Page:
Calvin Landrus, director of the Oregon-based group Solid Rock/Climbers for Christ, believes the inherent risks of extreme sports break down walls and create deep interpersonal trust. "There just seems to be a natural openness and vulnerability and trust that come from climbing together," Landrus says ."It takes a long time in normal life to develop that."
So what is it about extreme sports that's so appealing to the next generation? Sure, they're exciting. There's the thrill. The rush. But what else? Is there more to it than that? "Individuality," says Eric Hannah, co-director and writer of the 2001 feature film "ExtremeDays," which features a group of young adults surfing, snowboarding, and motocrossing their way along the California coast. "Extreme sports really speak to the individual. That's why it's a lifestyle."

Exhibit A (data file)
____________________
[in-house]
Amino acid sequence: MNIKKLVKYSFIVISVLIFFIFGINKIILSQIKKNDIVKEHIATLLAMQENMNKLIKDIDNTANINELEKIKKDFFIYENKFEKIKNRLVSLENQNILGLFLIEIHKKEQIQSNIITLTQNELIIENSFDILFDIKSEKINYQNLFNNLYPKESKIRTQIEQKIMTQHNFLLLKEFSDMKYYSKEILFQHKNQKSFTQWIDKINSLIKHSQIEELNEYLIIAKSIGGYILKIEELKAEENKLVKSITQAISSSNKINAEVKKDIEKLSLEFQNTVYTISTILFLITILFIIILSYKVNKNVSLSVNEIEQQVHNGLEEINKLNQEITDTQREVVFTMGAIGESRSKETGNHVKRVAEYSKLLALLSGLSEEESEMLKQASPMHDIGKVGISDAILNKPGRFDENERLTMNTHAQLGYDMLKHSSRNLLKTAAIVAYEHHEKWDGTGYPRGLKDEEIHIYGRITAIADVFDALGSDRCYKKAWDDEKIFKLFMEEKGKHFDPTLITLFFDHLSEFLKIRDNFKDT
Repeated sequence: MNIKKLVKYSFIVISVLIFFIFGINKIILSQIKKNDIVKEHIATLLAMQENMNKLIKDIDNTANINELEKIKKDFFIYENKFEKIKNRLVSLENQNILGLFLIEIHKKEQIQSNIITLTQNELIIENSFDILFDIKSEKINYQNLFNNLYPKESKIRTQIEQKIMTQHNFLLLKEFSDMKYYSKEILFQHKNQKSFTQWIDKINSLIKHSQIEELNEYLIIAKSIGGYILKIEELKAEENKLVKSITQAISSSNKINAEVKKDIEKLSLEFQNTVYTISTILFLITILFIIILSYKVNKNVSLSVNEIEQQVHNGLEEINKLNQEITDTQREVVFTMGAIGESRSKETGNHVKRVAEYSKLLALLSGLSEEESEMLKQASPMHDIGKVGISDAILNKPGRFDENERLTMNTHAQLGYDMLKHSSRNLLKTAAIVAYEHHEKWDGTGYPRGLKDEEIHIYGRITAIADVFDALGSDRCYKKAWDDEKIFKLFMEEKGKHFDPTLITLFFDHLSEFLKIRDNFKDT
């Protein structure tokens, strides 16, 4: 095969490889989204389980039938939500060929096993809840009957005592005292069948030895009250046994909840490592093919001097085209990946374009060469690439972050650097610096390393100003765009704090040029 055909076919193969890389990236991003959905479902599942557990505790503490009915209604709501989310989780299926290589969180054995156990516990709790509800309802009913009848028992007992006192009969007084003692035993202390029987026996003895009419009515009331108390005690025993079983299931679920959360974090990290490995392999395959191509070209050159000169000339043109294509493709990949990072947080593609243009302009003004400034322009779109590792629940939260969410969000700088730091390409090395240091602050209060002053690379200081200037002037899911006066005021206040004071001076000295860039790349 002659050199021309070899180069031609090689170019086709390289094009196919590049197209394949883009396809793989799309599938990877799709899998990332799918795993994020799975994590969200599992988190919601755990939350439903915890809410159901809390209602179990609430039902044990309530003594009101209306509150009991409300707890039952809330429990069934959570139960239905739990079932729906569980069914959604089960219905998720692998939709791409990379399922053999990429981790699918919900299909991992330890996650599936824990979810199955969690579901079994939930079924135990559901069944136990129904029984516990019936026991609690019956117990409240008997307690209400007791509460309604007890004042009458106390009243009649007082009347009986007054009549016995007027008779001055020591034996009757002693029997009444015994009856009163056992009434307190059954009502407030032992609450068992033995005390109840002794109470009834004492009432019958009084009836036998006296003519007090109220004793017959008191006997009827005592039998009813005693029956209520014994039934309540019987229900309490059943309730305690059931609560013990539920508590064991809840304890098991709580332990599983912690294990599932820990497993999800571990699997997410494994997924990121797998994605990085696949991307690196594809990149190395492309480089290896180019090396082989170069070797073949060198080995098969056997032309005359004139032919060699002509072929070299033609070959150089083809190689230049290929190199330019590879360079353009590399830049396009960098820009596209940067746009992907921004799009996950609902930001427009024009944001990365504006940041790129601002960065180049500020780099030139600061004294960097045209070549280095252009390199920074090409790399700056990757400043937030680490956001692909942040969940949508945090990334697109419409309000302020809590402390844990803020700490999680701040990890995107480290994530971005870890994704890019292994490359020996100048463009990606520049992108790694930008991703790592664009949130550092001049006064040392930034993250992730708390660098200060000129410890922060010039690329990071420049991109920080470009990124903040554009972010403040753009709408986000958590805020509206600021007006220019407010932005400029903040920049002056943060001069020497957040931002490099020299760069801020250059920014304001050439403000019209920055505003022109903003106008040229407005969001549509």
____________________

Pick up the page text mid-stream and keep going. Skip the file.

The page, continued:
Hannah and others are using this swell of interest in extreme sports as a unique platform for sharing Christ. Now, with an evangelistic message included at the end of the film, Student Venture, a ministry of Campus Crusade for Christ, has begun distributing 2 million DVDs of the movie. They're hoping to reach tens of millions of students with the extreme message of God's love.
Robby McQuary, a 20-year-old motorcycle racer, agrees that extreme sports can be a platform for sharing Christ. Currently touring with the Christian rock bands Audio Adrenaline and Toby Mac, McQuary does motorcycle tricks—including a 60-foot ramp-to-ramp jump—and then talks with the crowd about using their talents to God's glory. "Even if you're jumping motorcycles, you can do it to the glory of God," he says. "It's a springboard because most of these people have never been to a motorcycle race. It opens up a whole platform to talk to people I would never get to talk to."
Salt and Light